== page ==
The Court has considered ordering the respondents to try again to prepare an adequate privilege log. But the Court concludes that the respondents have been given more than enough time to support their claim that they should not be ordered to produce documents in response to these subpoenas. The subpoenas were issued on January 28, 2004. The petitioner tried over the next several months to negotiate with the respondents. On April 19, 2004 the petitioner filed her motion to enforce the subpoenas. This Court had a hearing on May 10, 2004, issued its decision on the general objections on May 11, 2004, had another hearing on June 16, 2004, ordered the parties to negotiate the dispute, and met with counsel again in chambers. The respondents were not able orally to state with any precision why any of the documents are privileged. The Court gave the respondents another chance to do it in writing but that too has proved futile.

  The Court has spent hours trying to understand the nature of the respondents' claims of privilege. The petitioner's response was not very helpful. The petitioner submitted a general response to the privilege log, arguing that it was inadequate as support for the claims of privilege. The Court understands the petitioner's frustration; but, the Court cannot reject claims of privilege without an analysis of the respondents' arguments. That is why the Court has spent so much time with this binder. What follows is the Court's decision with respect to many categories. With respect to other categories, the Court asks the petitioner to answer certain questions.

  The 30 types of documents claimed to be privileged fall into the following categories:

  1. Transaction documents, such as plan documents, summary plan descriptions, beneficiary nomination forms, etc. (Tabs 1, 2, 4, 5, 6, 7, 8, 10, 12, 22, 23, 24, and 25). The Court can see no possible privilege to these documents. They are transaction documents that relate to various benefit plans. In any event, the respondents have now given them to the petitioner so any privilege has been waived. Apparently, the respondents claim privilege in connection with the names that have been redacted from a few of the documents. This is apparently where the so-called "identity" privilege comes in. The respondents appear to argue that now that they have given the substance of the documents to the petitioner, they are entitled to conceal the names of participants in the various plans because to give the names would reveal privileged information. The Court rejects this argument as to the transaction documents described above. They were never privileged from the beginning. 2. Retention letter from Koresko and Associates related to its representation of someone in connection with an IRS request for information about a certain tax return. (Tab 3). The names of the persons involved have been redacted. This retention letter is apparently a form letter sent by Koresko and Associates to persons seeking their help in connection with an IRS request such as the one included behind tab 3. A retention letter from a lawyer is usually not privileged. But it may be that the petitioner does not want these kinds of documents. The petitioner shall explain to the Court its position with respect to documents of this type.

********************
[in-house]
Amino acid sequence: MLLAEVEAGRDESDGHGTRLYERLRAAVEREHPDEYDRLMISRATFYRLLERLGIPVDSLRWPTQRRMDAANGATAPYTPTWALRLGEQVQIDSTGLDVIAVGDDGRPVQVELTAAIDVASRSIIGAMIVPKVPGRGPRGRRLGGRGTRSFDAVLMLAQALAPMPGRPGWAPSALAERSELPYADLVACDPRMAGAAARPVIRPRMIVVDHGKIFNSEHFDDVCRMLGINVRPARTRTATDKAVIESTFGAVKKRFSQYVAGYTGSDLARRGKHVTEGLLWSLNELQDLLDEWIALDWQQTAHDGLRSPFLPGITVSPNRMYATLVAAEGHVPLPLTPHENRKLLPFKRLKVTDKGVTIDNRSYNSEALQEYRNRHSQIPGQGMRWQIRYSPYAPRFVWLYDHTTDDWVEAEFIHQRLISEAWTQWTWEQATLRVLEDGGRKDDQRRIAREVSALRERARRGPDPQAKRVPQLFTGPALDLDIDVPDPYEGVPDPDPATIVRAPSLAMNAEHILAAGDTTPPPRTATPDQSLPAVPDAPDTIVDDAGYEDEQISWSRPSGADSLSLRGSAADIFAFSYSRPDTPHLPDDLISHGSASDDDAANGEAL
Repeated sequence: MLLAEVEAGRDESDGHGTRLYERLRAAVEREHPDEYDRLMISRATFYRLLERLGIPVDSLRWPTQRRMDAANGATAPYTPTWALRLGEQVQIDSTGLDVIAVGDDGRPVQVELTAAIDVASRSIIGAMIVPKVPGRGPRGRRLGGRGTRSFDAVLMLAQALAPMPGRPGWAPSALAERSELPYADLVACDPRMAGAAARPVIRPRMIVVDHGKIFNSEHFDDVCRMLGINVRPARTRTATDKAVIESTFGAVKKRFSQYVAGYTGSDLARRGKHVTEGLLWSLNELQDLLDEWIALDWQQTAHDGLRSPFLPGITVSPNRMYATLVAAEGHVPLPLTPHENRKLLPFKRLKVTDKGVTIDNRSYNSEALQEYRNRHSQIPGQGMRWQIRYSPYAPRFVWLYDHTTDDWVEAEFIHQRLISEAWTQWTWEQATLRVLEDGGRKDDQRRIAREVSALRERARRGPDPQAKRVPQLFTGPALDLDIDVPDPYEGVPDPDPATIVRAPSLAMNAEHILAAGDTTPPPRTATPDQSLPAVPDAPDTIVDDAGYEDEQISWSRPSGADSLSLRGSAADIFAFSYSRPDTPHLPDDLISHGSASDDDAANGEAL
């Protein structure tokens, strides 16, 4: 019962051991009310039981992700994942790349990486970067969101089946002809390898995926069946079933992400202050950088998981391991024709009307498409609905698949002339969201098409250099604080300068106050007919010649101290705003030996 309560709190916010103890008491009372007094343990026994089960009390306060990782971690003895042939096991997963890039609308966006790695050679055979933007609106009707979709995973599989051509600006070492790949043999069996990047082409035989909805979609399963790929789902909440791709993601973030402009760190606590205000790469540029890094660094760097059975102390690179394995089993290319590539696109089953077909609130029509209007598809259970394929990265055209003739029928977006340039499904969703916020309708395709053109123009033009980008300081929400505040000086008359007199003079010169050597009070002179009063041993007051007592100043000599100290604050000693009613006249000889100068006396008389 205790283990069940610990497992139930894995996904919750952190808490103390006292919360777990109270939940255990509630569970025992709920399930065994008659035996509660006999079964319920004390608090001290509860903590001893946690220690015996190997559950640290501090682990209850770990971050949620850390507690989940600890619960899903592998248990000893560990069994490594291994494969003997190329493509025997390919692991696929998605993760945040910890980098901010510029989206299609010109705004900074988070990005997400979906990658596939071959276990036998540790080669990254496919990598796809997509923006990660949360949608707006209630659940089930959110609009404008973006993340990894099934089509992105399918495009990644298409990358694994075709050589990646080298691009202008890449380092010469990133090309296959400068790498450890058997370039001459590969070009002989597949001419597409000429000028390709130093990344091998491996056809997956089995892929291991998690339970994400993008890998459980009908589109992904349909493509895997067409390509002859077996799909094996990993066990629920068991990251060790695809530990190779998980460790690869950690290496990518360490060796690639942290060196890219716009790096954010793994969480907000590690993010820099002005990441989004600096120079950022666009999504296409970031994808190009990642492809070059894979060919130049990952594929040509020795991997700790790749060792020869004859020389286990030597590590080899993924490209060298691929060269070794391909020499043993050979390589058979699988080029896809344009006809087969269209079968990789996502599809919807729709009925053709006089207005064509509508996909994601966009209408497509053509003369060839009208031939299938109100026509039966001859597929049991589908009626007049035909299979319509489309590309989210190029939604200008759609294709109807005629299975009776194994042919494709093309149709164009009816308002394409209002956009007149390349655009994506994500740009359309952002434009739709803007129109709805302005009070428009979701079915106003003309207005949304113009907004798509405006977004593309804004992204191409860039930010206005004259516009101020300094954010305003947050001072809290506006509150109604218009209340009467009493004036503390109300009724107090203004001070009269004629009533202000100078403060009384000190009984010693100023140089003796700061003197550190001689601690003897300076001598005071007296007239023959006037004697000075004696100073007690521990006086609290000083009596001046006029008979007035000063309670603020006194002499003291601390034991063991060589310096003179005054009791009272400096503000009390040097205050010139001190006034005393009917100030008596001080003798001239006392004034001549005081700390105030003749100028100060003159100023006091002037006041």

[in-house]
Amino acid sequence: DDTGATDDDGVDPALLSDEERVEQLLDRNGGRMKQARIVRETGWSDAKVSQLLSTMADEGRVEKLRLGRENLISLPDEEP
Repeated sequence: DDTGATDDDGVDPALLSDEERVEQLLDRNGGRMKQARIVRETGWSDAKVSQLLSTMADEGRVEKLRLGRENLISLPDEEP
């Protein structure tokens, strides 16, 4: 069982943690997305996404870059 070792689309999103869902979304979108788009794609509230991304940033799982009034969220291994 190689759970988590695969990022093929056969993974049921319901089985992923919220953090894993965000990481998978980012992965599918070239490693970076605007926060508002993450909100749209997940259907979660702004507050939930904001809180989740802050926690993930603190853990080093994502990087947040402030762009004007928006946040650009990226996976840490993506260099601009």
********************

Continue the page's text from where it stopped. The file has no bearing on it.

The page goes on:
3. Letters from Penn-Mont to various participants in plans advising them of certain compliance requirements. (Tabs 9 and 11). Again, names of the participants are redacted. The respondents have given over the substance of the documents and now argue that to give the names of the recipients would breach the privilege. Although the Court does not know what privilege is being asserted because Penn-Mont is not a lawyer, the petitioner should explain its position on any privilege relating to these type documents.

  4. Census data forms. (Tabs 13 and 21). These are not privileged but does the petitioner want these forms?

  5. Various insurance forms. (Tabs 18, 19 and 20). The Court assumes that these are the documents that the respondents claim are private medical documents. ...